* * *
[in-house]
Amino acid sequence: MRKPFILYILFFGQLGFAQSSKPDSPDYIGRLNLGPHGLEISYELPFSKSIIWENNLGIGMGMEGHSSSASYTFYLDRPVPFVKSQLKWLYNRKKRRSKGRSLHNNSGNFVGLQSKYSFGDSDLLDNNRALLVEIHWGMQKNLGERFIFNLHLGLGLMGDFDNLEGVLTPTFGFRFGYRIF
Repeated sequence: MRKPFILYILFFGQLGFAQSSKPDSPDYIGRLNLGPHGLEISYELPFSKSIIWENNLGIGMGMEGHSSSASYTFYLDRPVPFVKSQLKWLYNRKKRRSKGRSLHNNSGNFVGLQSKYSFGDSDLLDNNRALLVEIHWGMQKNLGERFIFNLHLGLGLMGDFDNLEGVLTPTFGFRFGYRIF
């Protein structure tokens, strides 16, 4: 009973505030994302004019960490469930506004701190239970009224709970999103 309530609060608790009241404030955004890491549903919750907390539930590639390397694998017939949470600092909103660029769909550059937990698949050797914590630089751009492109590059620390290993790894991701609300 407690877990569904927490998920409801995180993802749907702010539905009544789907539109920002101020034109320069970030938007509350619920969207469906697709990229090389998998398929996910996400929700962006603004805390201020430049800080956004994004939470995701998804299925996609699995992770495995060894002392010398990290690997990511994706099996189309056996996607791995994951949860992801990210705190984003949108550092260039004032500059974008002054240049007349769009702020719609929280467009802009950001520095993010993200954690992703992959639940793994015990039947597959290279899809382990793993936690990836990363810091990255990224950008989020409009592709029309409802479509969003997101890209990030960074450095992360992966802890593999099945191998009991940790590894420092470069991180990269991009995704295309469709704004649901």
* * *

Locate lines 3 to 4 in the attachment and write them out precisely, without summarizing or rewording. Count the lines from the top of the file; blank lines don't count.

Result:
Repeated sequence: MRKPFILYILFFGQLGFAQSSKPDSPDYIGRLNLGPHGLEISYELPFSKSIIWENNLGIGMGMEGHSSSASYTFYLDRPVPFVKSQLKWLYNRKKRRSKGRSLHNNSGNFVGLQSKYSFGDSDLLDNNRALLVEIHWGMQKNLGERFIFNLHLGLGLMGDFDNLEGVLTPTFGFRFGYRIF
């Protein structure tokens, strides 16, 4: 009973505030994302004019960490469930506004701190239970009224709970999103 309530609060608790009241404030955004890491549903919750907390539930590639390397694998017939949470600092909103660029769909550059937990698949050797914590630089751009492109590059620390290993790894991701609300 407690877990569904927490998920409801995180993802749907702010539905009544789907539109920002101020034109320069970030938007509350619920969207469906697709990229090389998998398929996910996400929700962006603004805390201020430049800080956004994004939470995701998804299925996609699995992770495995060894002392010398990290690997990511994706099996189309056996996607791995994951949860992801990210705190984003949108550092260039004032500059974008002054240049007349769009702020719609929280467009802009950001520095993010993200954690992703992959639940793994015990039947597959290279899809382990793993936690990836990363810091990255990224950008989020409009592709029309409802479509969003997101890209990030960074450095992360992966802890593999099945191998009991940790590894420092470069991180990269991009995704295309469709704004649901």